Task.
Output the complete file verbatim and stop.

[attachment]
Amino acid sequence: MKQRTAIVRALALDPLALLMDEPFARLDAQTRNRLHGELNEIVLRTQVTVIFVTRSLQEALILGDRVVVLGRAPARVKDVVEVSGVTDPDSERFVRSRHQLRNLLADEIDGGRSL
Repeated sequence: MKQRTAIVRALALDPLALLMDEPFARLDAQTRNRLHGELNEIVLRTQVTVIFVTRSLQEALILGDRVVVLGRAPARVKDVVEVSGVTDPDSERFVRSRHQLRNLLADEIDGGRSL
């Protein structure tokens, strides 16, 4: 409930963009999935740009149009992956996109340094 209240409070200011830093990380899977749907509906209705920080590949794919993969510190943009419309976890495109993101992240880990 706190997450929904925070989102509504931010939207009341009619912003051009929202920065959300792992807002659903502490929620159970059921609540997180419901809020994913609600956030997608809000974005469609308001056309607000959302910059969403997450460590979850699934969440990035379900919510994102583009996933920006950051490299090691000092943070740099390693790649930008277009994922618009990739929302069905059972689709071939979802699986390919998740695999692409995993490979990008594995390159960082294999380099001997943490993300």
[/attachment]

Amino acid sequence: MKQRTAIVRALALDPLALLMDEPFARLDAQTRNRLHGELNEIVLRTQVTVIFVTRSLQEALILGDRVVVLGRAPARVKDVVEVSGVTDPDSERFVRSRHQLRNLLADEIDGGRSL
Repeated sequence: MKQRTAIVRALALDPLALLMDEPFARLDAQTRNRLHGELNEIVLRTQVTVIFVTRSLQEALILGDRVVVLGRAPARVKDVVEVSGVTDPDSERFVRSRHQLRNLLADEIDGGRSL
């Protein structure tokens, strides 16, 4: 409930963009999935740009149009992956996109340094 209240409070200011830093990380899977749907509906209705920080590949794919993969510190943009419309976890495109993101992240880990 706190997450929904925070989102509504931010939207009341009619912003051009929202920065959300792992807002659903502490929620159970059921609540997180419901809020994913609600956030997608809000974005469609308001056309607000959302910059969403997450460590979850699934969440990035379900919510994102583009996933920006950051490299090691000092943070740099390693790649930008277009994922618009990739929302069905059972689709071939979802699986390919998740695999692409995993490979990008594995390159960082294999380099001997943490993300």